Being broken doesn't mean you're not strong (and capable of being loved)

To love someone who has been broken is a brave thing to do. We have lived a life most know nothing about. To the broken, love is a scary and volatile concept. Love isn't sunshine and roses but thorns and monsoons. To the broken, yelling and raised voices are a part of a typical conversation and something to which we are accustomed. But being broken can be beautiful and strong… and you're capable of being loved.

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Will I be left out in my own home due to a language barrier with my kids?

My boyfriend and I have been together for a long time and marriage is in the very near future as well as probable kids. I am white and my boyfriend is Hispanic, and he speaks both fluent English and Spanish. He has recently said that he wants his future children to learn Spanish. However, this makes me worried. Most of his immediate family speaks Spanish and they hardly include me in conversations. So I worry that if it happens now, it will only be 10x worse when it is in our household with the kids and my connection to them won't be as strong.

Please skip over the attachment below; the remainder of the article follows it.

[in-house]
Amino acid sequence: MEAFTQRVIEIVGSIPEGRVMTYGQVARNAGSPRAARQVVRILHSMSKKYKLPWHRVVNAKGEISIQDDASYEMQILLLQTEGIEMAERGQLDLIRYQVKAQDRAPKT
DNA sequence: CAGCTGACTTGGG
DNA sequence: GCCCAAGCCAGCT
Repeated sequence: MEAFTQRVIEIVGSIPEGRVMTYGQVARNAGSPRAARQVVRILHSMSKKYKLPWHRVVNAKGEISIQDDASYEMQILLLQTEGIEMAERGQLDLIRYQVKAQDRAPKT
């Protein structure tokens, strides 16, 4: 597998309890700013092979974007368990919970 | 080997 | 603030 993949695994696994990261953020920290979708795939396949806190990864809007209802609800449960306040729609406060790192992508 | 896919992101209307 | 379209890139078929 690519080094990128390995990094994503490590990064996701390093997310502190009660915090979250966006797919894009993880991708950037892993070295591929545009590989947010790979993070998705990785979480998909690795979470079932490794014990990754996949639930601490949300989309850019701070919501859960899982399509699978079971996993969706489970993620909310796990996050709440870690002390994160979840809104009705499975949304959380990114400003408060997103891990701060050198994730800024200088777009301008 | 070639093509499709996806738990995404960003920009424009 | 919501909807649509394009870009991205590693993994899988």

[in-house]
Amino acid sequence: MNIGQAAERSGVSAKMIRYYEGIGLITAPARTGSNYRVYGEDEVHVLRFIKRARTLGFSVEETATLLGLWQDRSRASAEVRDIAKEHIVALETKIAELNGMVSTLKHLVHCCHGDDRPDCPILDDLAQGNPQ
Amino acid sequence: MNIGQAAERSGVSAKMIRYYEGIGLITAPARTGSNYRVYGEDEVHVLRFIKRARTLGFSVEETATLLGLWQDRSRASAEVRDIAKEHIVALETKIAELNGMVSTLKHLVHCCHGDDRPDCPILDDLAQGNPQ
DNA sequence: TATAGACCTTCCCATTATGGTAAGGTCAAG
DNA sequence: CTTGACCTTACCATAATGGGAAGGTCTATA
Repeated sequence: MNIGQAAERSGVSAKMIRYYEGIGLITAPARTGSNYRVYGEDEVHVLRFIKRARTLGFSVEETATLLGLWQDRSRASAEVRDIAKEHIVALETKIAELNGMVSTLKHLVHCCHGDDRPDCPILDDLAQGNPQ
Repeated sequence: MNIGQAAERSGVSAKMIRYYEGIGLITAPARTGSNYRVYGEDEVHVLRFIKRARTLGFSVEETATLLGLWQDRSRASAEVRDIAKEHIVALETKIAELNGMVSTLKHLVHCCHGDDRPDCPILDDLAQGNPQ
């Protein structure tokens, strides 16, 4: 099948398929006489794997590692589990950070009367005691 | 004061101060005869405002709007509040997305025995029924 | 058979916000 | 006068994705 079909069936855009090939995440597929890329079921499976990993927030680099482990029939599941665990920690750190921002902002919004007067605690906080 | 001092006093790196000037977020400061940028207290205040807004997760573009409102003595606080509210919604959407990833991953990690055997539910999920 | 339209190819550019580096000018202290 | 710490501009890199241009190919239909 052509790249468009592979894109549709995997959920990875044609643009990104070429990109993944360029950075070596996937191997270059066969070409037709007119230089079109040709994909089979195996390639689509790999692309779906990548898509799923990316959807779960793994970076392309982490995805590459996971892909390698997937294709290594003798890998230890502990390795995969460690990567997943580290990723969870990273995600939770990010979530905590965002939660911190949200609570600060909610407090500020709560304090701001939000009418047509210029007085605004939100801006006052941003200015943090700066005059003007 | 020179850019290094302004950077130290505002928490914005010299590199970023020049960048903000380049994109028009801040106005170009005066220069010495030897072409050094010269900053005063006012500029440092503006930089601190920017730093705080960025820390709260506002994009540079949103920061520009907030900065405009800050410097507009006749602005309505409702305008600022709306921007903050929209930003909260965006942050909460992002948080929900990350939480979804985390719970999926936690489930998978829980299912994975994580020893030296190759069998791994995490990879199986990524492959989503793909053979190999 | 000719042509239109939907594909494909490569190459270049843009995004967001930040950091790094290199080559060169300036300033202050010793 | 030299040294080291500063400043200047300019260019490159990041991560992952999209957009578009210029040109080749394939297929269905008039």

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Here's an amazing way to make finding out about Santa a little easier

Unless you decide to be transparent about the myth up front, there comes a point where you've got to come clean to your kids about Santa before they find out from friends or older siblings.

I recently spied this method that I HAD to share since it's so good. with it, you're allowing your children to learn about Santa in a less trust-breaking way, all while encouraging empathy and generosity that can live on every day after…

Adventure vs. settling down: can we make it work when I want to roam and he wants to stay home?

My husband and I spent our 20s working short term contracts all over the country. For me every day was an adventure, but it turned out the itinerant life made my husband miserable, so we settled down. But now I'm miserable. The thing is, I still love my husband. We still make each other laugh until neither of us can move. We still have sex. But the quiet life isn't for me.

So what do we do? Is it possible to be happily married to someone who doesn't share your life goals? Or do I divorce my best friend?

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How we're re-building a life without children

I'm not a parent, but I want to be. However, after five years of trying to get pregnant and going in circles about the pros and cons of adoption, my partner and I decided it was best for us to stop trying. We're not preventing pregnancy, so there is still a chance, but the statistics are not on our side given the amount of time we've been trying and our respective ages.

That was two years ago. Here's how we're moving forward with a life without children when we planned for them in our lives…